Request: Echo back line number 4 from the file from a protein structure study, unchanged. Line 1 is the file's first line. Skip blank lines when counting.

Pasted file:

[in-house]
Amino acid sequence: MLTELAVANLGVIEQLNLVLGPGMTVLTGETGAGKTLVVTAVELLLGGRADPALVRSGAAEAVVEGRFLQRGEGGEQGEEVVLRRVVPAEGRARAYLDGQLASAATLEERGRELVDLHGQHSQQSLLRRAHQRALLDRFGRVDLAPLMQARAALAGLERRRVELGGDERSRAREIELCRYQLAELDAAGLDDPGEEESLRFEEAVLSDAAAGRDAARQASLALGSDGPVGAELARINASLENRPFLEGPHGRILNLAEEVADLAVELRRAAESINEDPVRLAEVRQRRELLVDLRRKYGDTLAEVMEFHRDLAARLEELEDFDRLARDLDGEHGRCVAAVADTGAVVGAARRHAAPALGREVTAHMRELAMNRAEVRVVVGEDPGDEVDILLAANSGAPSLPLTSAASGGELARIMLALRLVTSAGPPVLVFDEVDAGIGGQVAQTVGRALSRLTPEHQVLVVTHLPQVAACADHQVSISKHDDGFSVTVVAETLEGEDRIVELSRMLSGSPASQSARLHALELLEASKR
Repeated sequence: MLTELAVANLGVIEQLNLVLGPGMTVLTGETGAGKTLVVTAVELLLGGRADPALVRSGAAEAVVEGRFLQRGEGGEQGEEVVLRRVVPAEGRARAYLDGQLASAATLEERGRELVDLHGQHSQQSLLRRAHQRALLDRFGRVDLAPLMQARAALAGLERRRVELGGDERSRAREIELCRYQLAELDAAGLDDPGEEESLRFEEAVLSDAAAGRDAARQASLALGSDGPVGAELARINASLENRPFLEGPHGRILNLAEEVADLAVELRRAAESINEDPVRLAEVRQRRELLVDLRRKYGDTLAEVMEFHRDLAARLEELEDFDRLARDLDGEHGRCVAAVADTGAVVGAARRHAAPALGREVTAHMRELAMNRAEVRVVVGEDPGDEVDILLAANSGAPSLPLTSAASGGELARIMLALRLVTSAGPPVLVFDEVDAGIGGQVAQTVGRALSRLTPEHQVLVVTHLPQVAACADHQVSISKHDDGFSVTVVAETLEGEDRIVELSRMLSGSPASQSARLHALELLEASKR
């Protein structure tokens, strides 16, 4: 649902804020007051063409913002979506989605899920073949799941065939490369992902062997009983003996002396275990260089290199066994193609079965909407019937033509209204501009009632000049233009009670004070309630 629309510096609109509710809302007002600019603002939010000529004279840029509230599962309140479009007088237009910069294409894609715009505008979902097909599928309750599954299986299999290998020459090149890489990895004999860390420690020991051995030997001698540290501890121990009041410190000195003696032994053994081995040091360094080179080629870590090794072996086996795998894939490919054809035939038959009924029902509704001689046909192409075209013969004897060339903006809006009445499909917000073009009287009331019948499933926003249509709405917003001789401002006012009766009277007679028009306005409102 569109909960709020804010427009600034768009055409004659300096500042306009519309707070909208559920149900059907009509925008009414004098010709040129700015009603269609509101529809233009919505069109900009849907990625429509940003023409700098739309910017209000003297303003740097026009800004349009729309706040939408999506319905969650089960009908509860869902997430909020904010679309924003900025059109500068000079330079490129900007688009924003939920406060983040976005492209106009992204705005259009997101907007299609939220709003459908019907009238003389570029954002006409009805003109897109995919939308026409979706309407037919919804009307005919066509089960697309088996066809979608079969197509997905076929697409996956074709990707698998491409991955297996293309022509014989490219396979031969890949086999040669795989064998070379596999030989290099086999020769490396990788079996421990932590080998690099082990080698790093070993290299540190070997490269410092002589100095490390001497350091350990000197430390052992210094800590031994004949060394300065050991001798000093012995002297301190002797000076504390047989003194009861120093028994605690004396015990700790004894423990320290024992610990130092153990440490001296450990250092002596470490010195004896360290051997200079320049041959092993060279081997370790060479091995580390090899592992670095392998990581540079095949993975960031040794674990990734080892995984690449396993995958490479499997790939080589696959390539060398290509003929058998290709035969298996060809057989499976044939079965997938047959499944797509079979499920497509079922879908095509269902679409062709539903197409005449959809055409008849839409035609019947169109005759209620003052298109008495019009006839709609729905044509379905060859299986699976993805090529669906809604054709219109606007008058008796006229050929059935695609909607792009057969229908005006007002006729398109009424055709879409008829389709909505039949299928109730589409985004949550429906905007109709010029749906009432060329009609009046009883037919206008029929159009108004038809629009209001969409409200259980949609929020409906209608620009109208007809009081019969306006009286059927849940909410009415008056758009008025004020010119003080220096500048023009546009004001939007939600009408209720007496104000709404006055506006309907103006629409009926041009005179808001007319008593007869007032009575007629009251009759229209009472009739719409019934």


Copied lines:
């Protein structure tokens, strides 16, 4: 649902804020007051063409913002979506989605899920073949799941065939490369992902062997009983003996002396275990260089290199066994193609079965909407019937033509209204501009009632000049233009009670004070309630 629309510096609109509710809302007002600019603002939010000529004279840029509230599962309140479009007088237009910069294409894609715009505008979902097909599928309750599954299986299999290998020459090149890489990895004999860390420690020991051995030997001698540290501890121990009041410190000195003696032994053994081995040091360094080179080629870590090794072996086996795998894939490919054809035939038959009924029902509704001689046909192409075209013969004897060339903006809006009445499909917000073009009287009331019948499933926003249509709405917003001789401002006012009766009277007679028009306005409102 569109909960709020804010427009600034768009055409004659300096500042306009519309707070909208559920149900059907009509925008009414004098010709040129700015009603269609509101529809233009919505069109900009849907990625429509940003023409700098739309910017209000003297303003740097026009800004349009729309706040939408999506319905969650089960009908509860869902997430909020904010679309924003900025059109500068000079330079490129900007688009924003939920406060983040976005492209106009992204705005259009997101907007299609939220709003459908019907009238003389570029954002006409009805003109897109995919939308026409979706309407037919919804009307005919066509089960697309088996066809979608079969197509997905076929697409996956074709990707698998491409991955297996293309022509014989490219396979031969890949086999040669795989064998070379596999030989290099086999020769490396990788079996421990932590080998690099082990080698790093070993290299540190070997490269410092002589100095490390001497350091350990000197430390052992210094800590031994004949060394300065050991001798000093012995002297301190002797000076504390047989003194009861120093028994605690004396015990700790004894423990320290024992610990130092153990440490001296450990250092002596470490010195004896360290051997200079320049041959092993060279081997370790060479091995580390090899592992670095392998990581540079095949993975960031040794674990990734080892995984690449396993995958490479499997790939080589696959390539060398290509003929058998290709035969298996060809057989499976044939079965997938047959499944797509079979499920497509079922879908095509269902679409062709539903197409005449959809055409008849839409035609019947169109005759209620003052298109008495019009006839709609729905044509379905060859299986699976993805090529669906809604054709219109606007008058008796006229050929059935695609909607792009057969229908005006007002006729398109009424055709879409008829389709909505039949299928109730589409985004949550429906905007109709010029749906009432060329009609009046009883037919206008029929159009108004038809629009209001969409409200259980949609929020409906209608620009109208007809009081019969306006009286059927849940909410009415008056758009008025004020010119003080220096500048023009546009004001939007939600009408209720007496104000709404006055506006309907103006629409009926041009005179808001007319008593007869007032009575007629009251009759229209009472009739719409019934």